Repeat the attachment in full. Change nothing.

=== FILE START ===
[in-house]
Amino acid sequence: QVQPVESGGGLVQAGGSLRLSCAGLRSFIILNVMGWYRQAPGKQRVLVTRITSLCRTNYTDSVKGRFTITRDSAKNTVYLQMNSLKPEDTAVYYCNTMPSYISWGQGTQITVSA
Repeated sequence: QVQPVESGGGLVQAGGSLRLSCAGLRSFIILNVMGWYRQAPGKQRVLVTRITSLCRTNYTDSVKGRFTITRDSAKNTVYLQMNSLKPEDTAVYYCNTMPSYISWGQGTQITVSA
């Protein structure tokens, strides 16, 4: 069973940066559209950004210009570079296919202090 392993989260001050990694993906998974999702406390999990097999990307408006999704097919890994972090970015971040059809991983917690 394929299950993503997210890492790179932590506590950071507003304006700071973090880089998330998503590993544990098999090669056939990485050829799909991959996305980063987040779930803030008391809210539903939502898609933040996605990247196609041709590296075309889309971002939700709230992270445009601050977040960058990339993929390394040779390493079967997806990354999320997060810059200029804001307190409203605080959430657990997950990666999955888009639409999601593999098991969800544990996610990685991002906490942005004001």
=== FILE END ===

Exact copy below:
[in-house]
Amino acid sequence: QVQPVESGGGLVQAGGSLRLSCAGLRSFIILNVMGWYRQAPGKQRVLVTRITSLCRTNYTDSVKGRFTITRDSAKNTVYLQMNSLKPEDTAVYYCNTMPSYISWGQGTQITVSA
Repeated sequence: QVQPVESGGGLVQAGGSLRLSCAGLRSFIILNVMGWYRQAPGKQRVLVTRITSLCRTNYTDSVKGRFTITRDSAKNTVYLQMNSLKPEDTAVYYCNTMPSYISWGQGTQITVSA
């Protein structure tokens, strides 16, 4: 069973940066559209950004210009570079296919202090 392993989260001050990694993906998974999702406390999990097999990307408006999704097919890994972090970015971040059809991983917690 394929299950993503997210890492790179932590506590950071507003304006700071973090880089998330998503590993544990098999090669056939990485050829799909991959996305980063987040779930803030008391809210539903939502898609933040996605990247196609041709590296075309889309971002939700709230992270445009601050977040960058990339993929390394040779390493079967997806990354999320997060810059200029804001307190409203605080959430657990997950990666999955888009639409999601593999098991969800544990996610990685991002906490942005004001």